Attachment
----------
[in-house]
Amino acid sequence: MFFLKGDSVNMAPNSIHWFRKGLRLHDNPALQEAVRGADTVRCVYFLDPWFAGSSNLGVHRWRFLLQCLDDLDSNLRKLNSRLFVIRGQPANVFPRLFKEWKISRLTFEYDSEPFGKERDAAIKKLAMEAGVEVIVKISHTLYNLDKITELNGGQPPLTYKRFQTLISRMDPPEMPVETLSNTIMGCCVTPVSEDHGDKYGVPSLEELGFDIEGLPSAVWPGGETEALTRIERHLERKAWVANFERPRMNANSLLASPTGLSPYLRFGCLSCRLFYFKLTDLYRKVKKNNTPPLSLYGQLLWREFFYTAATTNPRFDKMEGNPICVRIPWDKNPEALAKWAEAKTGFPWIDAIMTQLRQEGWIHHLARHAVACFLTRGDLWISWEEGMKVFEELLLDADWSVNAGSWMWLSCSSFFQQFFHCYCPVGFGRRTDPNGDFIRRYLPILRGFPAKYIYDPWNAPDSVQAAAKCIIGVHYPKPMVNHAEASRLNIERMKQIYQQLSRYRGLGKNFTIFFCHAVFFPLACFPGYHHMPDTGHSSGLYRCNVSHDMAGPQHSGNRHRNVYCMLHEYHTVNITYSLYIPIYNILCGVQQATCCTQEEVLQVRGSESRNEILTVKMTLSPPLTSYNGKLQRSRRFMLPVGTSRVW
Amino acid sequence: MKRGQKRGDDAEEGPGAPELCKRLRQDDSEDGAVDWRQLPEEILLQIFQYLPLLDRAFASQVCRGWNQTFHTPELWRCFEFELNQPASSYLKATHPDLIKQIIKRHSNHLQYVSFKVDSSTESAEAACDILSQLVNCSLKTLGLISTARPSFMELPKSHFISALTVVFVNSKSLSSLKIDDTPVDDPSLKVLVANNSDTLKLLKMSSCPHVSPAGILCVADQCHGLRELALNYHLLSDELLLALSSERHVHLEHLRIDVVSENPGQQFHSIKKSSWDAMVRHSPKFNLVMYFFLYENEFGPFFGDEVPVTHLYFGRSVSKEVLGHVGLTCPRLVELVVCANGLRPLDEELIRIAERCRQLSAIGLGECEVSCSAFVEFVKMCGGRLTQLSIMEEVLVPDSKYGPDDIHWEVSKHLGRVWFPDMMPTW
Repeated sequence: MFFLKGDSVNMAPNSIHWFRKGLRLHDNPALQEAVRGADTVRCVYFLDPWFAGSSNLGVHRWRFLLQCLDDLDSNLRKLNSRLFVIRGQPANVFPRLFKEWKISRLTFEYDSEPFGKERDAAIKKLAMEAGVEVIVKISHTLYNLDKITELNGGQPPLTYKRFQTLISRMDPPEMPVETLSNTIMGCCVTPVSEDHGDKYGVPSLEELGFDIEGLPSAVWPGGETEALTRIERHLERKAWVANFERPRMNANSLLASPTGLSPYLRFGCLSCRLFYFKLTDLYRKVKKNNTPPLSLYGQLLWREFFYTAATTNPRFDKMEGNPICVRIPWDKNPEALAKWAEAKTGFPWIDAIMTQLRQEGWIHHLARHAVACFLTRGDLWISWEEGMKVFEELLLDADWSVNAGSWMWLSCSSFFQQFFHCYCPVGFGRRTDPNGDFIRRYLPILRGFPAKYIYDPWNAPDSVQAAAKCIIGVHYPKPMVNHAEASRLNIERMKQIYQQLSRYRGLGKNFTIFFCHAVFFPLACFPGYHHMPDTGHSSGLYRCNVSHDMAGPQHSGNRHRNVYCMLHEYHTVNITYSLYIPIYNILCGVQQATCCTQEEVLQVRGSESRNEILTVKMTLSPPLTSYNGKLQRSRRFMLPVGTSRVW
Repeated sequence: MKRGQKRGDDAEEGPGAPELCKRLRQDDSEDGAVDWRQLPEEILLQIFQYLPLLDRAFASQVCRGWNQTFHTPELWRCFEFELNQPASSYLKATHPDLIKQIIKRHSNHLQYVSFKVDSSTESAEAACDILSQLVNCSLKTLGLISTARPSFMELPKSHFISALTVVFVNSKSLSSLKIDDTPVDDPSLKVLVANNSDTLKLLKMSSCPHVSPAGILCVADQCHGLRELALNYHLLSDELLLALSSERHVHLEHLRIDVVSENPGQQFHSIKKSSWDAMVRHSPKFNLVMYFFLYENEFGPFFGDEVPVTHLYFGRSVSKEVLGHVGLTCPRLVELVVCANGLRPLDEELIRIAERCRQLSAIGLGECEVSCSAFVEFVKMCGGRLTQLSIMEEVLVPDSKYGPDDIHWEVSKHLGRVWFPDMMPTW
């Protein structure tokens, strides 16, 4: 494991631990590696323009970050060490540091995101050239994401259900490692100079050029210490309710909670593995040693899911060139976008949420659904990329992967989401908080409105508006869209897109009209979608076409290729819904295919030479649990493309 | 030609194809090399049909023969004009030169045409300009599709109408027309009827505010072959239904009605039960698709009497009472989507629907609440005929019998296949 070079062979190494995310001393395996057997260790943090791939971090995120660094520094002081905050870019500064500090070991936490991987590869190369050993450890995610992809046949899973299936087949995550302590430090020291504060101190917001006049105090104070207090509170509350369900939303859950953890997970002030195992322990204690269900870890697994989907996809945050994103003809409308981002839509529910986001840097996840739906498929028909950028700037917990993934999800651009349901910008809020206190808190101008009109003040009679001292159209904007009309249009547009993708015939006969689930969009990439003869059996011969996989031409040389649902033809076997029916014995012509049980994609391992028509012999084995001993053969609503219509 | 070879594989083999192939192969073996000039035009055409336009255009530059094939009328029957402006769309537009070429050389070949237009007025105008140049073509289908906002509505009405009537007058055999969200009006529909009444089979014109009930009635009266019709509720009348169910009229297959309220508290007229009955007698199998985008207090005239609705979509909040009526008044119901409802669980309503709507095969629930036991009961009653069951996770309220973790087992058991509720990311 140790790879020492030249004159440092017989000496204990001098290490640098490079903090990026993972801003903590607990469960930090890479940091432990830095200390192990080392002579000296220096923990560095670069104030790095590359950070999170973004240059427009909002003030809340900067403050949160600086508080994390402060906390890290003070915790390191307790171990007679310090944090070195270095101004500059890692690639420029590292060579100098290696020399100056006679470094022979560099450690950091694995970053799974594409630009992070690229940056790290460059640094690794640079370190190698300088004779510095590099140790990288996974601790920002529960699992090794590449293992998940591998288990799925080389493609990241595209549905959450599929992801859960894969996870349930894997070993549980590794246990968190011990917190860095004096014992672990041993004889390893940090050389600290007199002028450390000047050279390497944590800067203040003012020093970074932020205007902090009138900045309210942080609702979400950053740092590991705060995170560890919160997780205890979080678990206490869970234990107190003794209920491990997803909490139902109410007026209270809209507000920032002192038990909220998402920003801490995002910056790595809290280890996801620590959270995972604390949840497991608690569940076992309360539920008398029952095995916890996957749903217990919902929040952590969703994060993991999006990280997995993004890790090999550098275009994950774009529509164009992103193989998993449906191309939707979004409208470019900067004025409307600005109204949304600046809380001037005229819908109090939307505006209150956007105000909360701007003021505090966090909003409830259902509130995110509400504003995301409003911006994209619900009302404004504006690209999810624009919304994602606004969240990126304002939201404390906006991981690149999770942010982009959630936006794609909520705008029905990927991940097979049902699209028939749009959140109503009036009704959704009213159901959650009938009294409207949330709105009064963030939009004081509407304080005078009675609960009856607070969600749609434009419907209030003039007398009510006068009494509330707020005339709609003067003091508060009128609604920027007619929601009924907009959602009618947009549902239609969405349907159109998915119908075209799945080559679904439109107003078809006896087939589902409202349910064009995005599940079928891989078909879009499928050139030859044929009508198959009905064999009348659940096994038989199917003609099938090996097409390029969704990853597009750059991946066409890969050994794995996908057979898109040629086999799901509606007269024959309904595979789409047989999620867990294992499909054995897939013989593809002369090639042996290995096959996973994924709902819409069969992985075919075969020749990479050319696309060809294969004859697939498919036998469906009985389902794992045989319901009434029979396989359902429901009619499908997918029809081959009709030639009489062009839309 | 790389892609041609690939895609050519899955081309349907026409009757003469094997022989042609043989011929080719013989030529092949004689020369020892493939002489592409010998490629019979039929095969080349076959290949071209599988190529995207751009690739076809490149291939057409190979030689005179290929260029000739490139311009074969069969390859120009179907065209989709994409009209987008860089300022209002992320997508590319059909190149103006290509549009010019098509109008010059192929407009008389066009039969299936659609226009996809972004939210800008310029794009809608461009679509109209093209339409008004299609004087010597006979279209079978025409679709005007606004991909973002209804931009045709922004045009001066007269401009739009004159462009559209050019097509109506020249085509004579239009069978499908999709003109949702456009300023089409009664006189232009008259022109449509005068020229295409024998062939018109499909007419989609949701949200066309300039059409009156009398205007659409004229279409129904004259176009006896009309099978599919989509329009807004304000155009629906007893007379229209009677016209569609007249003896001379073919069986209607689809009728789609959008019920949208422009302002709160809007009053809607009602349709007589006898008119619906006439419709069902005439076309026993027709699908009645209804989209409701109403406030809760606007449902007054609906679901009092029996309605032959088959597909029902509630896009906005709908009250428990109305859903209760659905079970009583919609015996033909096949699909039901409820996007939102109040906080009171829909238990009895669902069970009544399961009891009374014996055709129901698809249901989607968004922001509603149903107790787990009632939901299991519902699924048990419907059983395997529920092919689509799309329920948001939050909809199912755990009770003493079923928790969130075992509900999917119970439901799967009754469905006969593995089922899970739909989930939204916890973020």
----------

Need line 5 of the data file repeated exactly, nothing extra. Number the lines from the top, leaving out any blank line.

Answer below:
Repeated sequence: MKRGQKRGDDAEEGPGAPELCKRLRQDDSEDGAVDWRQLPEEILLQIFQYLPLLDRAFASQVCRGWNQTFHTPELWRCFEFELNQPASSYLKATHPDLIKQIIKRHSNHLQYVSFKVDSSTESAEAACDILSQLVNCSLKTLGLISTARPSFMELPKSHFISALTVVFVNSKSLSSLKIDDTPVDDPSLKVLVANNSDTLKLLKMSSCPHVSPAGILCVADQCHGLRELALNYHLLSDELLLALSSERHVHLEHLRIDVVSENPGQQFHSIKKSSWDAMVRHSPKFNLVMYFFLYENEFGPFFGDEVPVTHLYFGRSVSKEVLGHVGLTCPRLVELVVCANGLRPLDEELIRIAERCRQLSAIGLGECEVSCSAFVEFVKMCGGRLTQLSIMEEVLVPDSKYGPDDIHWEVSKHLGRVWFPDMMPTW